It’s that time of year! SF retailer Brian Hibbs has released his annual analysis of the Bookscan 2013 sales charts. This chart is subscriber only, so technically this is a leak, so if you want to download your own version of the top selling 750 graphic novels of the year, go here.
Now, as we all know, Bookscan IS NOT 100% of GN sales, even in bookstores. The numbers do not includes comics shop sales, and are billed as 85% of books sold in regular bookstore outlets. While Walmart has been added to the outlets reporting, I’d hazard a guess that those numbers are still low, as they do not include library sales, book clubs and so on.However, as I always say, these numbers do provide a metric. These are the books that sold in the stores that report to Bookscan, and while they should not be taken as final totals, they do provide a glimpse.
Hibbs is quite busy opening a second store so we should all be grateful for him taking the time to do all this. I know veteran chart watchers have probably read the whole thing already but here’s a bit of commentary. The top 20 books and are as follows:
146,483 — TALES FROM A NOT SO FABULOUS LIFE
113,301 — BIG NATE GAME ON
95,593 — WALKING DEAD COMPENDIUM 1
94,329 — STAR WARS JEDI ACADEMY
89,901 — DORK DIARIES OMG ALL ABOUT ME
81,843 — DRAMA
81,559 — BIG NATE GENIUS MODE
75,132 — WALKING DEAD COMPENDIUM V 2 TP
65,935 — BIG NATE I CANT TAKE IT
59,112 — BIG NATE MAKES THE GRADE
44,988 — WALKING DEAD V1 DAYS GONE BYE
43,890 — PERSEPOLIS 1
38,871 — WALKING DEAD V18
33,477 — MAUS I
32,796 — WALKING DEAD VOL 17 TP
30,904 — CHALLENGE OF SAMUKAI
30,336 — SAGA V 1 TP
30,244 — WALKING DEAD V 19
28,631 — NARUTO V 60 EYES THAT SEE IN T
28,512 — ATTACK ON TITAN
The Walking Dead, kids comics, backlist classics and a few manga. Pretty much a typical year. The #1 book, for the third year in a row is the first Dork Diaries book by Rachel Renee Russell. This is a little bit misleading as this is the distaff version of the hybrid Wimpy Kid which isn’t on the list, which sold a bunch more copies, but there ya go. Who says there are no African American women in comics?
I doubt too many industry watchers without children think of Lincoln Pierce’s Big Nate as the equal of Walking Dead in popularity but..it kinda is.
Jeffrey Brown’s Jedi Academy book is likewise a “hybrid” book of charts graphs and narrative, but it is adorable. (I gave it to a young cousin for Christmas and he immediately dived into reading it.) However, I’m thrilled to see the success of Brown and Raina Telgemeier on this chart.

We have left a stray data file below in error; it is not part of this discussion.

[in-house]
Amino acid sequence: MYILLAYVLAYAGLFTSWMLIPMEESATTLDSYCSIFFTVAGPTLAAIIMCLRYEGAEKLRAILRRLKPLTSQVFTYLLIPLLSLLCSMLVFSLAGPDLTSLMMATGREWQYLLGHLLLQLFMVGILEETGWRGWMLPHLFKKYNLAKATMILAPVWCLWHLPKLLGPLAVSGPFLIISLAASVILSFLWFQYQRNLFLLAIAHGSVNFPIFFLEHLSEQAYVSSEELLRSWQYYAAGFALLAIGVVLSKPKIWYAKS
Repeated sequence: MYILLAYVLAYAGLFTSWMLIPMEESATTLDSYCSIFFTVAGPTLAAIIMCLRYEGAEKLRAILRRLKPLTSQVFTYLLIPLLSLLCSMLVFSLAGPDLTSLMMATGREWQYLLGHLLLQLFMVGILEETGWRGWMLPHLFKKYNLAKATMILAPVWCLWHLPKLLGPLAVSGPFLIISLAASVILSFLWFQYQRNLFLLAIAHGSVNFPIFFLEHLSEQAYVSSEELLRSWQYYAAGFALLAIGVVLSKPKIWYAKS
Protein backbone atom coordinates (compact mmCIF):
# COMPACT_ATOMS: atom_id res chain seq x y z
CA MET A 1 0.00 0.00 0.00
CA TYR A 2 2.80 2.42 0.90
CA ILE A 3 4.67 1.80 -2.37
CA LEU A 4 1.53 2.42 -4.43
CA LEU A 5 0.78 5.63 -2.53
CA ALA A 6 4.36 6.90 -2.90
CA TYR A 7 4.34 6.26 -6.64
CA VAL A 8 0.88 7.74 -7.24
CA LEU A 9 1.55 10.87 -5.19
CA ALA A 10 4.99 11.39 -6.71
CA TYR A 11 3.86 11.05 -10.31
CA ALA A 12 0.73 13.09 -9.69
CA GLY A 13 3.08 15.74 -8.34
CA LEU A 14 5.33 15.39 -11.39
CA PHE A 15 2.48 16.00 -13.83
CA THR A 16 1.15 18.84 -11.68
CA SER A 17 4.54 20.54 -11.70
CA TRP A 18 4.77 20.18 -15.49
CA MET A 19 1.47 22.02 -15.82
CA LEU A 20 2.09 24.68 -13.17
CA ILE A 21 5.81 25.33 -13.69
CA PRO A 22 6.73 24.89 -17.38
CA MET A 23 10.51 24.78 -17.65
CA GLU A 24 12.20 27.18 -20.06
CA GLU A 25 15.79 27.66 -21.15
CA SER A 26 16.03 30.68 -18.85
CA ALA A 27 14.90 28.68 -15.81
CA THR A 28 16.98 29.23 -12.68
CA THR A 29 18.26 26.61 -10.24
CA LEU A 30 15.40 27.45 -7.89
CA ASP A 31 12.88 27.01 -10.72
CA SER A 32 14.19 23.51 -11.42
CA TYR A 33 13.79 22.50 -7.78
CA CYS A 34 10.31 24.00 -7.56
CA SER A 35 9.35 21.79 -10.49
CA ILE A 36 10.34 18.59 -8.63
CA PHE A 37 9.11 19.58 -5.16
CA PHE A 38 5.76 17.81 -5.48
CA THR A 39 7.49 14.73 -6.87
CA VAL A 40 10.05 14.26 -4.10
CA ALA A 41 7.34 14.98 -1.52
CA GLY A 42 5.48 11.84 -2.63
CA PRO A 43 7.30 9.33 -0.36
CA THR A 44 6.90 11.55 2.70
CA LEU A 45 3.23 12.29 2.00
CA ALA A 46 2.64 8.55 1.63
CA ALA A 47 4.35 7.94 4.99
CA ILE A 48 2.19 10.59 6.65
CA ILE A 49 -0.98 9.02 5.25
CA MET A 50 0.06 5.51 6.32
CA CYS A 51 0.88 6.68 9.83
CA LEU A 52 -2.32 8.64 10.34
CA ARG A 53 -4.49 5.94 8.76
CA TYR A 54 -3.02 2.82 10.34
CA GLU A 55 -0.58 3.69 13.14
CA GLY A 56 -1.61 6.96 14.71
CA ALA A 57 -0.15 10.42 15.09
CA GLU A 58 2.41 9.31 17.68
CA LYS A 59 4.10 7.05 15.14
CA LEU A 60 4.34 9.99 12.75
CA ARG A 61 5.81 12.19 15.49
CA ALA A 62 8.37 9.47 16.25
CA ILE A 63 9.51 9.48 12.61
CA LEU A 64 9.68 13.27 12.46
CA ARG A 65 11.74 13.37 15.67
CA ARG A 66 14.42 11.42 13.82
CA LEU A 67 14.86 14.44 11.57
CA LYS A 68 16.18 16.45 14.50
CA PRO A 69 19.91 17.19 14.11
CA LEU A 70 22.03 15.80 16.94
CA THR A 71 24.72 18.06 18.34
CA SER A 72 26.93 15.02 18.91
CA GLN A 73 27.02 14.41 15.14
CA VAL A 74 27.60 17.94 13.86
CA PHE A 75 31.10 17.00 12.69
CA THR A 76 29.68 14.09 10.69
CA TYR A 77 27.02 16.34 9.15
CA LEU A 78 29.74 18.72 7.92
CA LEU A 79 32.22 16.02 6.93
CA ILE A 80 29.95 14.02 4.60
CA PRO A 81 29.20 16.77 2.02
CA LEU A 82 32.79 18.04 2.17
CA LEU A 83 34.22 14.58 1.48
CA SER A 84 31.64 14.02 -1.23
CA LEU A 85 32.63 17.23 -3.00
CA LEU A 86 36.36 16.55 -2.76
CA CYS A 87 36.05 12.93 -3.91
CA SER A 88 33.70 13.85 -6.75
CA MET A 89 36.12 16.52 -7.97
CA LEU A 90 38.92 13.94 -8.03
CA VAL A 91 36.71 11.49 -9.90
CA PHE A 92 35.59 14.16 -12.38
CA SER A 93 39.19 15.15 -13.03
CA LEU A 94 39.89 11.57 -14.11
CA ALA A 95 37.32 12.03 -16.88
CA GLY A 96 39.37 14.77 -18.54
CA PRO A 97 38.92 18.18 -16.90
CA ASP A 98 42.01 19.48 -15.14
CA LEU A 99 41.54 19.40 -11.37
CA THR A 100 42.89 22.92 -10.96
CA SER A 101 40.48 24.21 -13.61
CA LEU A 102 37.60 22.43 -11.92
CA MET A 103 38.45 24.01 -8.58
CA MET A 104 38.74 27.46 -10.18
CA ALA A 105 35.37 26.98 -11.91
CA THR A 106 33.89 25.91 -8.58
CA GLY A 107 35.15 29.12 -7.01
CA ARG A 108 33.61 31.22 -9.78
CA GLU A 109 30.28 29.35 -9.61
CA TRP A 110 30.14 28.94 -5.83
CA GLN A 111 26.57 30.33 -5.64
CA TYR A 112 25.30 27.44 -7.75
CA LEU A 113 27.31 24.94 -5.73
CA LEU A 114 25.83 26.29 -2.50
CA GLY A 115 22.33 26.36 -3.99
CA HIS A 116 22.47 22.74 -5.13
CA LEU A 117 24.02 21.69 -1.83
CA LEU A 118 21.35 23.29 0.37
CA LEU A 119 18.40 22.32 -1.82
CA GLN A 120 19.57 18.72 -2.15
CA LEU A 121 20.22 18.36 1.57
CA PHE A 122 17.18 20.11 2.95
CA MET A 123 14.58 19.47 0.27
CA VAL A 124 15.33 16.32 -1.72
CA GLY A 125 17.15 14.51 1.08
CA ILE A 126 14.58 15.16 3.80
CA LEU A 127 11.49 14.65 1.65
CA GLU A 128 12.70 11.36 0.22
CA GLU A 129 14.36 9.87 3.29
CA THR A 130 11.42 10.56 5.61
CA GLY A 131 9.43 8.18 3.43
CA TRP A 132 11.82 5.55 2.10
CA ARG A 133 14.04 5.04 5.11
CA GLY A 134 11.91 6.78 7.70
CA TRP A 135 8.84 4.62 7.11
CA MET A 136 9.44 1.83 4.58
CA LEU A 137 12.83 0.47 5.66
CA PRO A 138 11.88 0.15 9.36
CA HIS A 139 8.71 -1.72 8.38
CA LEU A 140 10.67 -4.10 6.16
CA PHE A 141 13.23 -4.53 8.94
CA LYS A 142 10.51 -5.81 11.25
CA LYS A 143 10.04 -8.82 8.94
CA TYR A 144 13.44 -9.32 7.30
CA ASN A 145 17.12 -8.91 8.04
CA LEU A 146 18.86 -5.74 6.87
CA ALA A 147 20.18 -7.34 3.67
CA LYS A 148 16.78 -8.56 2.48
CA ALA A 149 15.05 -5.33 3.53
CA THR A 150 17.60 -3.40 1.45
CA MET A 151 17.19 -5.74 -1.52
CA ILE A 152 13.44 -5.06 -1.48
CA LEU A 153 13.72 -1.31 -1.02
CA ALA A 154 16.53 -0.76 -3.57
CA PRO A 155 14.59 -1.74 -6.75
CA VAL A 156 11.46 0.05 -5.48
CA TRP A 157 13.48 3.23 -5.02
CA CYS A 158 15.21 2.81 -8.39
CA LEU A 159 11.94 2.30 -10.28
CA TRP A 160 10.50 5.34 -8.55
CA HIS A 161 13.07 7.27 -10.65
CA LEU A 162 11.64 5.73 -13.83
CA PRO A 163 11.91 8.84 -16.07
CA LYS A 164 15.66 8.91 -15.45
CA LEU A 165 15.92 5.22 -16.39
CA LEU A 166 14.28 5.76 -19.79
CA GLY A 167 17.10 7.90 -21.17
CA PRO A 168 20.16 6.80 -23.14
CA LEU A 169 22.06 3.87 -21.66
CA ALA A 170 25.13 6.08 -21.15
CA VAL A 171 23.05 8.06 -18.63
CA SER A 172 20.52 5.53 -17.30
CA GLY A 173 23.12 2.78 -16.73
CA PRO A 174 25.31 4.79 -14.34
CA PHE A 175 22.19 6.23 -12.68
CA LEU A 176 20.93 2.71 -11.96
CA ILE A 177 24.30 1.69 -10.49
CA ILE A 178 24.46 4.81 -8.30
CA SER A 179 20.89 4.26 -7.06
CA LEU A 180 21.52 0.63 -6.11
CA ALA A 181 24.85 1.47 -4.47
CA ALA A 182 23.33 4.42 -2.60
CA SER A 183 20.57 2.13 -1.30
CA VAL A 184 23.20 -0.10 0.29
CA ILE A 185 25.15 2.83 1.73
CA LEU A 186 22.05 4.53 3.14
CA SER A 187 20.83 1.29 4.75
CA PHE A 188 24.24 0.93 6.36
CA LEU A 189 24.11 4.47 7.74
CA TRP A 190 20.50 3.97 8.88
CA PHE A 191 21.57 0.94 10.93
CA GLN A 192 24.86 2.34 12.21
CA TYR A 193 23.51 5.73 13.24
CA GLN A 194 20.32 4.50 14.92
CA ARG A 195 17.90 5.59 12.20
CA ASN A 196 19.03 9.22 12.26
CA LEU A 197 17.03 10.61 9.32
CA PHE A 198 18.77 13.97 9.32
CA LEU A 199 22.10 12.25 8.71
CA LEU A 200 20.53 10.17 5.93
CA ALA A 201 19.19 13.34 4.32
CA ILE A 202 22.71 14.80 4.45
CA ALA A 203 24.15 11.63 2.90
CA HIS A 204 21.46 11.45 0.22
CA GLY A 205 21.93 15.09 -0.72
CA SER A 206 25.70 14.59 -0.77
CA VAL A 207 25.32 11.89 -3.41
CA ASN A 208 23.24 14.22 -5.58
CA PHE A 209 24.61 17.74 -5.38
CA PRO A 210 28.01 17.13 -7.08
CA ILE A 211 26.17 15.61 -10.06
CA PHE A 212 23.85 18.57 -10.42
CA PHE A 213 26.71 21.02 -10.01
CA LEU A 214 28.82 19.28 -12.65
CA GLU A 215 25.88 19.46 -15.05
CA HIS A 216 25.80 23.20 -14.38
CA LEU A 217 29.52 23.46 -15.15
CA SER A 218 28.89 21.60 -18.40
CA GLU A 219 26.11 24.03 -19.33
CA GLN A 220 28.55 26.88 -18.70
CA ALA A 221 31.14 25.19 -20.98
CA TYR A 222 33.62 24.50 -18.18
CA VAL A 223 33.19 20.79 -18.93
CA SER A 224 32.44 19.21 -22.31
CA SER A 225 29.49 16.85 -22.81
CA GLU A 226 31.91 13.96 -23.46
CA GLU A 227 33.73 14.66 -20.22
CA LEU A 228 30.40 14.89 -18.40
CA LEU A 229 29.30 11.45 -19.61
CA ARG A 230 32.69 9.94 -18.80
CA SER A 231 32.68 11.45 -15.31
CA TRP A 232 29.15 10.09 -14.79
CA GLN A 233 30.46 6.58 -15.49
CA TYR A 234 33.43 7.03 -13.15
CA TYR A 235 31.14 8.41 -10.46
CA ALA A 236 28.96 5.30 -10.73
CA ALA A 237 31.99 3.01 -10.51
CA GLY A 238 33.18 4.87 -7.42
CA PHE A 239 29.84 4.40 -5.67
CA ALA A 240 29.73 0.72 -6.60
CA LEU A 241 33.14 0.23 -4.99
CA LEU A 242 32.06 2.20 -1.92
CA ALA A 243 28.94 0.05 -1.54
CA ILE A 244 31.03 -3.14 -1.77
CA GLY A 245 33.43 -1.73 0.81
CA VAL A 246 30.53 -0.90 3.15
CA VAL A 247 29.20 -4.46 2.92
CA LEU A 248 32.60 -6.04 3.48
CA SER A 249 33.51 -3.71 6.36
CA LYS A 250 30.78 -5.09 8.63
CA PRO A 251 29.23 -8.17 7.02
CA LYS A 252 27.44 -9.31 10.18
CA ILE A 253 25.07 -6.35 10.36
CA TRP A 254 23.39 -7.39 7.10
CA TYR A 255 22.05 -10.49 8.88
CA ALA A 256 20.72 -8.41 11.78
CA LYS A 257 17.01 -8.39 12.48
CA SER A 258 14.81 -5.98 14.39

I don’t mean to steal Brian Hibbs’ hard work but I’m going to reprint just ONE chart, which shows overall non-manga GN sales for the past few years decade:
|% Change||Total Pieces||% Change||Total Dollars||% Change||Av. Sale
|Av. $ per title|
Pretty sure that 3,000,000 piece count for 2007 is wrong but other than that this is a nice chart that shows a steady growth and decent sales. The $131,767,547 total for 2013 is not as much as it could be but it isn’t shabby either.
The main takeaway? KIDS LIKE COMICS. We all knew that. DC was the #1 GN publishers in bookstores for the year as they have been for awhile, but they were followed by Image, Scholastic, Penguin Random House, Andrews McMeel, Simon & Shuster, Marvel, Papercutz, Harper Collins and Dark Horse. Marvel is once again an underperformer given their dominance of the periodical market, but we’ve been singing that song for years. If I have time (ha) I’ll do a breakout of the chart by company that will reveal what their bestsellers were.
Hibbs has been doing this column for a decade now but the earliest Bookscan chart from 2003 isn’t online any more. Of course Heidi the Hoarder saved a copy, and as my special 10 year anniversary gift, here it is, unless they make me take it down. It isn’t a perfect comparison because this chart was only the year end totals in the last week of the year, but it’s what we have.
In case you are wondering, here are the top 20 books from 2003.
1. GET FUZZY EXPERIENCE ARE YOU B 76672
2. GET FUZZY BLUE PRINT FOR DISASTER 68772
3. LIZZIE MCGUIRE V1 49694
4. YU GI OH V1 48308
5. BART SIMPSONS GUIDE TO LIFE 44944
6. ULTIMATE X MEN REV 41040
7. CHOBITS V1 38951
8. LEAGUE OF EXTRAORDINARY GENTLE 38714
9. CHOBITS V4 36910
10. HACK//LEGEND OF THE TWILIGHT V1 35889
11. FOXTROT YOUR MOMMA THINKS SQUARE ROOTS 35552
12. INU YASHA V1 2E 34777
13. THE BOONDOCKS RIGHT TO BE HOSTILE 32848
14. CHOBITS V5 32603
15. CHOBITS V2 32093
16. LOVE HINA V1 31290
17. RUROUNI KENSHIN V1 SHONEN JUMP 30627
18. ESSNTL CALVIN & HOBBES 30377
19. CHOBITS V6 29854
20. NARUTO V1 THE TESTS OF THE NINJA 29805
Ah the age of Chobits and Love Hina. It was so simple then. In 2003 the #20 book sold 29,805 issues; in 2013 it was 28,512. But in 2003 the total dollars in the top 750 was $66,729,053; in 2013 it was $96,062,709 even with the manga implosion and the death or Borders.
Remember these are still only rough comparison, given outlets, formats, etc. One number makes pie, the other breakfast juice. Still given all the crashes, publishing woes and the rise of digital, the fact that there has been significant growth in graphic novels can only be seen as a good thing.
Heidi MacDonald is the founder and editor in chief of The Beat. In the past, she worked for Disney, DC Comics, Fox and Publishers Weekly. She can be heard regularly on the More To Come Podcast. She likes coffee, cats and noble struggle.